Coming to terms with her father's death, Sawatari Fu decides to reignite her interest in photography and sets herself up to be able to move back to the seaside town where she grew up.
Where the original OAV had been an almost unbearably brief taste of things to come, the news of a proper TV series actually had me fired up with wild anticipation. Whether this is because of Junichi Sato's clout as an anime director can (and probably should) be left up to speculation, but a welcome view it was all the same.
And Tamayura ~Hitotose~ starts even before that point. In the first episode, we meet a younger Fu, still slightly morose over her father's death, and spending time with her crybaby friend Chihiro Miyoshi, who constantly feels like she's steppng on Fu's toes with her occasionally accidental mentionings of her past. To be honest, it's a little embarrassing to watch, because it kind of sets the tone for the rest of the series. Well, mostly, anyway.
But if there's one place the show really shines, then that would be in the visual department. Artland might not be the animation company behind the TV series, but it's still a fairly lush show with nice and relatively innocent character designs and an animation quality you can be relatively proud of. The score is equally satisfying, especially as Maaya Sakamoto is once more brought in to sing the opening song, another reminder of the show's gentle tone, and this time a song completely original to the show.
And it's this atmosphere that makes it so easy to like Tamayura. I once said that the original OAV had clearly been inspired by his work on Aria, and the TV series only reaffirms that. Life in Takehara, which is actually a real-life town (one which makes me suspect Sato and his team paid a little visit), remains gentle and quiet, and everyone in it are friendly, helpful and maybe even a little bit weird. But that's all part and parcel of the Sato magic: the guy working in the photograpy shop can joke around with far younger girls without coming across as a massive creep. The male teacher can easily overreact completely with his crush on a fellow Okonomiyaki restaurant store owner without coming across as a giant tool and a complete idiot. It's a muted palate, but one that lingers pleasantly long after you've had your first bite.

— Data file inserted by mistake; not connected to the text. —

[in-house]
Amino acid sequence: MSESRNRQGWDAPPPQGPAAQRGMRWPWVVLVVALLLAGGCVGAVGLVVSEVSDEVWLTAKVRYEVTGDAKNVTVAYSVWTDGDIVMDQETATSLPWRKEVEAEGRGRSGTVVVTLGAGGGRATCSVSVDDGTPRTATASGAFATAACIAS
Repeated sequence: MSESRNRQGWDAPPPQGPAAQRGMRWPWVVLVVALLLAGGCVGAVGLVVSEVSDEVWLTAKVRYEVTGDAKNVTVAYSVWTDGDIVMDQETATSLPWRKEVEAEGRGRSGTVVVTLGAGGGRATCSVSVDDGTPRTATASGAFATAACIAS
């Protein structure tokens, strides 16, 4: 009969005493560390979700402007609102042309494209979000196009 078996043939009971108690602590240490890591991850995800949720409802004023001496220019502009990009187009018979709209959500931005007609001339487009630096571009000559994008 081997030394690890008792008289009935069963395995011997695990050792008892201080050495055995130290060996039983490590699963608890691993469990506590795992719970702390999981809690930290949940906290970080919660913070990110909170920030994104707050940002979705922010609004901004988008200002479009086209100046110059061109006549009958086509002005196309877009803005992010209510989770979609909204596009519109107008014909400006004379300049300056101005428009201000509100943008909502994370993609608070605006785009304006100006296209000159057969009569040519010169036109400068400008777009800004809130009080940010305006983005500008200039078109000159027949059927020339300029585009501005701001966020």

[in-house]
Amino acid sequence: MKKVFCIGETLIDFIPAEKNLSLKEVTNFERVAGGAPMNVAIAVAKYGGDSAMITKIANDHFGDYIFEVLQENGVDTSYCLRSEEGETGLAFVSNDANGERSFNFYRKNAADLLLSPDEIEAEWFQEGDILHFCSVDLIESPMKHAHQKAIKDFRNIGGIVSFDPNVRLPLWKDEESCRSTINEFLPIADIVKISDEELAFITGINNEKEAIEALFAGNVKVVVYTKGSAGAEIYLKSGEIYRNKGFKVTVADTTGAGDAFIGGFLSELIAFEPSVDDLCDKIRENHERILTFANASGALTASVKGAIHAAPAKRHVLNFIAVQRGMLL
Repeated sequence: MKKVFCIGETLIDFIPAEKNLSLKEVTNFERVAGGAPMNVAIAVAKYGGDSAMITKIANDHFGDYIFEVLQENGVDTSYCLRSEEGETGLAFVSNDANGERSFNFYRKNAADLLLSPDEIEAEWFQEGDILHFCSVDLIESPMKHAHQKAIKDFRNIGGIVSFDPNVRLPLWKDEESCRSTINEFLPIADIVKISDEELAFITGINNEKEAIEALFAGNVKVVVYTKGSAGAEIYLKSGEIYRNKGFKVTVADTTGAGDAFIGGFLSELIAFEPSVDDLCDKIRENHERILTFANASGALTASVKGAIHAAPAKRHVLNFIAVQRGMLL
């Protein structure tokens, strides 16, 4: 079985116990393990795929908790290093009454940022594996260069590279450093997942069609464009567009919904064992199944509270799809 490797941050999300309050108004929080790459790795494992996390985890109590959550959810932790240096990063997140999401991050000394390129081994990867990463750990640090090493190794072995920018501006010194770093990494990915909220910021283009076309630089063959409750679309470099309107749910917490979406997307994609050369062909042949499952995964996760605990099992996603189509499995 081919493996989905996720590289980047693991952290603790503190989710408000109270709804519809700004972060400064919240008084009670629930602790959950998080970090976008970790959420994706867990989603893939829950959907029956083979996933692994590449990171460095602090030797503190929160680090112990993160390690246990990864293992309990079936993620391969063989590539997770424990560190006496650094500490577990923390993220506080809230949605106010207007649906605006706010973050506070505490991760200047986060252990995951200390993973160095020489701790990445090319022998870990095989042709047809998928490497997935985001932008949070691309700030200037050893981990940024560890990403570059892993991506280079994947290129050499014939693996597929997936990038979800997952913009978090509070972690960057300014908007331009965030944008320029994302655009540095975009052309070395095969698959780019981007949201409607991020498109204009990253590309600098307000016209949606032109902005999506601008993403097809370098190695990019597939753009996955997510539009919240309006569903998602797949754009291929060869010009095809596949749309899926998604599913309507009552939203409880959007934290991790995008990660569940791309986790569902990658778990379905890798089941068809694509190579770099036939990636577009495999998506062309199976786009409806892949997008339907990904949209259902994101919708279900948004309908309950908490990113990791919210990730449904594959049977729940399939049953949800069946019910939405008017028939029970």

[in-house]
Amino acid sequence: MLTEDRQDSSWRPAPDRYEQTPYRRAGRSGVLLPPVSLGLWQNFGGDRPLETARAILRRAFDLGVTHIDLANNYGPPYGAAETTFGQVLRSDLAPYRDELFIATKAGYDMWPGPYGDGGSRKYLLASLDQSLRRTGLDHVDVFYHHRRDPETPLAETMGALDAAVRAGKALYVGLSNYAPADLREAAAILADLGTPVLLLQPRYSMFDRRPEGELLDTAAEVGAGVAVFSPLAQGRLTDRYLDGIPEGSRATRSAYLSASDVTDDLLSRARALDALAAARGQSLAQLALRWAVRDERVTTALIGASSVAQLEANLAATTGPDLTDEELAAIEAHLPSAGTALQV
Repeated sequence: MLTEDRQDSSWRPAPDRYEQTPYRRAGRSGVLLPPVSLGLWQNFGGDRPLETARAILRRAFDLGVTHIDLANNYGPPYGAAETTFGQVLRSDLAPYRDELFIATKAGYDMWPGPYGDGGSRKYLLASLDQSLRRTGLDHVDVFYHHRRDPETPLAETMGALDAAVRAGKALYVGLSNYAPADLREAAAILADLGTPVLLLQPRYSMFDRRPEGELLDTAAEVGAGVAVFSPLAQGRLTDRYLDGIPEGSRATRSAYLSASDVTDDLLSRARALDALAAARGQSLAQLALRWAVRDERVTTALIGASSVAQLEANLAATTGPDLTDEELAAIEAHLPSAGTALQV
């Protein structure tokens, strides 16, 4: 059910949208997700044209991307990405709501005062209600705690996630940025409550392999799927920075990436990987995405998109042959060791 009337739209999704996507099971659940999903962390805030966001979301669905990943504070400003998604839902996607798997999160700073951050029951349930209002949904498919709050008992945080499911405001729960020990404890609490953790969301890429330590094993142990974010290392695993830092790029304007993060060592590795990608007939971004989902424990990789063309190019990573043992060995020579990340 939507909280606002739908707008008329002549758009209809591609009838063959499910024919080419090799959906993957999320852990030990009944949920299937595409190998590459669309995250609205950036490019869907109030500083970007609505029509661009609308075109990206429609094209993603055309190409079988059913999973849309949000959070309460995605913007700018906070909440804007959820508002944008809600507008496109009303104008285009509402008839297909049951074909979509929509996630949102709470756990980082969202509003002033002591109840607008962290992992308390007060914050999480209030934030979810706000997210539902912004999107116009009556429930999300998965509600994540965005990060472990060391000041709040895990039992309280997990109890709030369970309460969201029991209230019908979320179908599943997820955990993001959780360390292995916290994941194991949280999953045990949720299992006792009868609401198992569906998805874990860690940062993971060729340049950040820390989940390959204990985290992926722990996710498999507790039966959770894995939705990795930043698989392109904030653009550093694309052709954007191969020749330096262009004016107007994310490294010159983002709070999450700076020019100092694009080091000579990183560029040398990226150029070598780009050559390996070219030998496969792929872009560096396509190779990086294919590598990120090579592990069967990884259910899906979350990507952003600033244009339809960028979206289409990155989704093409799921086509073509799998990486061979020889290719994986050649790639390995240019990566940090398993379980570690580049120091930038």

It's odd, then, that my main complaint about this show is that the characters simply talk too much, and it comes with the slightly bitter realisation that Junichi Sato doesn't really handle dialogue well, at least not in Tamayura. We hear Fu say that the pictures hold a very warm and nostalgic feeling to her, but she doesn't really need to, because we see those pictures, and they easily portray that warmth all by themselves. This only goes on too; with characters who feel they need to point out how wonderful things are when reactions and music would have been enough: expressions on the girls' faces when they eat something, or see something, or just absorb the atmosphere from the beautiful settings.
And thankfully, that's more than enough for this show's shortcomings to even come close to ruining everything. Also, despite some character's habit of speaking too much; their voices are also as wonderfully realized at first. All the characters from the OAV are present, which means that Hazuki Erino returns at channeling her Akari voice as Shihomi Riho, and I swear; the sound of it makes my heart melt. Hell, we even get to hear Chiwa Saito take on a role in the TV series, and not only her, but Sato even brings in Ryou Hirohashi as Komachi Shinoda, a girl who takes a liking to Kou equal to Norie, and so the the two naturally clash verbally quite often. I'm... sure Sato would have found a role for Kawakami Tomoko too, had the possibility been there. A little sad to think about.
Well, despite my one slight misgiving with the show, it more or less lived up to my expectations. To be honest, I never really thought this show would get a TV series, but I am glad I was wrong about that.
Suffering from Aria withdrawals? Give this one a go. It's a bit more chatty, but their souls are a perfect match. — Stig Høgset
Recommended Audience: Like with the OAV, Tamayura ~Hitotose~ isn't really unsuitable for anyone, but the truisms portrayed here will probably still bore the youngest kids.
Version(s) Viewed: Digital source
Review Status: Full (12/12)
Tamayura ~Hitotose~ © 2011 Production IG, TYO Animations.
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